01 May 2021
THE MALABAR GENES - CAUSE OF EASTER BOMBINGS?
Most of us have knowledge that genes are inherited. As per my external knowledge the Covid19 virus also lethal due to gene variation. Do we inherit characteristics through cultural pathways?
As per Colombo Gazette article ‘Investigations launched into Bathiudeen’s Kerala connections’:
[The Intelligence Bureau in India and Kerala Police have launched an investigation into the links between Parliamentarian Rishad Bathiudeen and Kerala after he was arrested by Sri Lankan Police in connection with the April 2019 Easter Sunday attacks, the New Indian Express reported.
As per intelligence officials, Rishad’s father hailed from Padna in Kasaragod and he was in touch with a few persons in the region.
All this knowledge would not help prevent the cultural spread of armed retaliation. When performed to protect one’s sovereignty it is positive and v.v. The LTTE was given refuge in India’s Tamil Nadu due to this reason. Likewise, Islamic State to Muslims.
It is the government’s responsibility to prevent such attacks. But at the level of the individual, one who has the ‘freedom’ genes would be comfortable even in prison, provided, as per her/his conscience s/he fought as per the dictates of that conscience and not due to external factors.
If for example, Muslim attackers and LTTE shared common genes, then when isolated, those genes would activate them.
As per Hindustan Times article ‘SL Muslims' historical links with India’ :
[Sri Lanka's indigenous Muslims, called Ceylon Moors, like other communities in the island, have had historical ties with India, especially Tamil Nadu and Kerala in South India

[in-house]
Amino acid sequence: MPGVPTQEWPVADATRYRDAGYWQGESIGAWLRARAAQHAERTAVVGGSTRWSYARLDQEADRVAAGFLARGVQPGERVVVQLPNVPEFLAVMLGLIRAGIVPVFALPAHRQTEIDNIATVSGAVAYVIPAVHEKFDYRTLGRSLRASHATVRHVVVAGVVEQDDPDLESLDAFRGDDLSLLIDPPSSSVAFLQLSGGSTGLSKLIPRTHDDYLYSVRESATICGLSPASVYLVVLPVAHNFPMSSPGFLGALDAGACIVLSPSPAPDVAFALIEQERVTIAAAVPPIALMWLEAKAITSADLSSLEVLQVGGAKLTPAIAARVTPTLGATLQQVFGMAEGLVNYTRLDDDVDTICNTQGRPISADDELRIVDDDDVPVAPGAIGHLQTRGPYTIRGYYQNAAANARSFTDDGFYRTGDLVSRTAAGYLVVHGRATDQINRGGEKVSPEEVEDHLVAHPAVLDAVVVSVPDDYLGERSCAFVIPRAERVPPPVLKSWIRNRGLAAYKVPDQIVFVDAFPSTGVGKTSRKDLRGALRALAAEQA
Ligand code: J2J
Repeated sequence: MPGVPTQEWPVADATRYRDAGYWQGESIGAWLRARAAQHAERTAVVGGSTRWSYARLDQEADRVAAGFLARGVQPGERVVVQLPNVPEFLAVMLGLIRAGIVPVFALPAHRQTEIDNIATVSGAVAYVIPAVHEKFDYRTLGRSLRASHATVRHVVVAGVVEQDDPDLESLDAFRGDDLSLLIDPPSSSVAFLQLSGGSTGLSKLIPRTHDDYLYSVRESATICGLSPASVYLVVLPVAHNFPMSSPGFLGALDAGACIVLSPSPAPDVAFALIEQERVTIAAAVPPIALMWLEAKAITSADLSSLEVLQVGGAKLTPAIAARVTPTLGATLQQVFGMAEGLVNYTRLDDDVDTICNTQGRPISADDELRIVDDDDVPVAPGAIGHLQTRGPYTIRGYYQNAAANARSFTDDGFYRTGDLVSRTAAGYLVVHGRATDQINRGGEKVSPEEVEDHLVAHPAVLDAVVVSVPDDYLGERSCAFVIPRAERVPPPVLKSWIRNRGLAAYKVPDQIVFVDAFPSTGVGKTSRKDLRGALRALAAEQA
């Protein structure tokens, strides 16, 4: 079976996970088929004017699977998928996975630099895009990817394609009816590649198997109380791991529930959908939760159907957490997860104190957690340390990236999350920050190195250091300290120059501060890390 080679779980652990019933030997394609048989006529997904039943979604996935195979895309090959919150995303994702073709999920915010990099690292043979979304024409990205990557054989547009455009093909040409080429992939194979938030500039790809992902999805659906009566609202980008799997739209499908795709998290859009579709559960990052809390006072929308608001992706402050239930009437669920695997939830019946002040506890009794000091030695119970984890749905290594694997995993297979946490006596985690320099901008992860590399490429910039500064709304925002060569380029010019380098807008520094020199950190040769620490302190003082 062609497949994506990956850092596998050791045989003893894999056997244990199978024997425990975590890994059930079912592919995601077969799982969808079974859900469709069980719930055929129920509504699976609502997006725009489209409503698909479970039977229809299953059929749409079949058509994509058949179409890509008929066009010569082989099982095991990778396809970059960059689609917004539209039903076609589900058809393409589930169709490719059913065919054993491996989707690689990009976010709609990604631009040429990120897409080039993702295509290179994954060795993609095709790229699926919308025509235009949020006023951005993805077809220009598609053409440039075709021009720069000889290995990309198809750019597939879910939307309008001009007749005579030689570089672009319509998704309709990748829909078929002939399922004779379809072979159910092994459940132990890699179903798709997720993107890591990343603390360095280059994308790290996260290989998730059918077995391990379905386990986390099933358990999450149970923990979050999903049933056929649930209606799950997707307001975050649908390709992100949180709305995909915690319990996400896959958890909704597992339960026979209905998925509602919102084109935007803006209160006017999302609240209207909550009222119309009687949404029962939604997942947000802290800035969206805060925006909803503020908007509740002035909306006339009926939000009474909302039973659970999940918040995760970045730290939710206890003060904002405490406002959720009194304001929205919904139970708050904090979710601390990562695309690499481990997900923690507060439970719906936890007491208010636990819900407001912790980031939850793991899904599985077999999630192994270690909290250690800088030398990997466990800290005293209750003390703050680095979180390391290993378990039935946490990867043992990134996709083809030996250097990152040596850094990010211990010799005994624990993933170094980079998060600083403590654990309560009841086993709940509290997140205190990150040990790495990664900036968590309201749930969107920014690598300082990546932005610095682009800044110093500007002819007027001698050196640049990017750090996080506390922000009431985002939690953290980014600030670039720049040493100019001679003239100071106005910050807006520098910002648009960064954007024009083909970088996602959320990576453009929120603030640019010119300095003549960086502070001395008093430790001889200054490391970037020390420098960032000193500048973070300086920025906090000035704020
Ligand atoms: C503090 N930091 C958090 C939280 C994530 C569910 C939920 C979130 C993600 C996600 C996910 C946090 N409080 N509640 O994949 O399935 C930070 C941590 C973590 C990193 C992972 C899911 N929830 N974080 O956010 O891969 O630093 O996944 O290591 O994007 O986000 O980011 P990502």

Today, sadly, these links are very weak, if they exist at all. And they are neither remembered nor acknowledged.
Political exigencies arising from the redrawing of international boundaries after the collapse of the British Empire have put up barriers between the Ceylon Moors and India.
New identities were created, and are being constantly created. New links are forged in response to new stimuli, both domestic and international.
But India's impact on the Ceylon Moors (a community distinct from Indian Moors who are more recent Muslim migrants from India) cannot be ignored because it can be seen in the language, culture and practices of the community.
The active links have snapped, but the legacy is there for all to see.
Ceylon Moors are of Arab descent. Although from the earliest times, Arabs from the Gulf had been coming straight to the island for trade, the really significant migration for settlement came via the Malabar coast in what is now Kerala……..]
The question then arises as to whether isolated Tamil Communities from Malabar Coast for whom Thesawalamai law was coded, were genetically connected more to Muslims from the Malabar Coast than to Tamils who were practicing the Common Law inherited largely from the British.
The parallel here in Australia has been published by ABC through academic article ‘Researchers demystify the secrets of ancient Aboriginal migration across Australia’:
["No-one has 70 thousand years of oral history, but it doesn't mean that there's not deep stories that are associated with land," Professor Russell said."These modelling papers are important because they give us they're a heuristic device for which we can then start to imagine what the past might have been like."]
Where folks are culturally isolated due to Government policy and/or negligence, it would be wrong to punish them through laws that are called ‘Common’ but are effectively ‘foreign’ to those folks. Be it the indigenous community in Australia or Sri Lanka, the respective governments need to first clear themselves of the above wrongs to rule out isolation by government before applying the common law. In Sri Lanka, where Tamils & Muslims are isolated by policy, the Buddhist government has no moral authority to punish except through objectively measurable evidence of wrong doing in common area.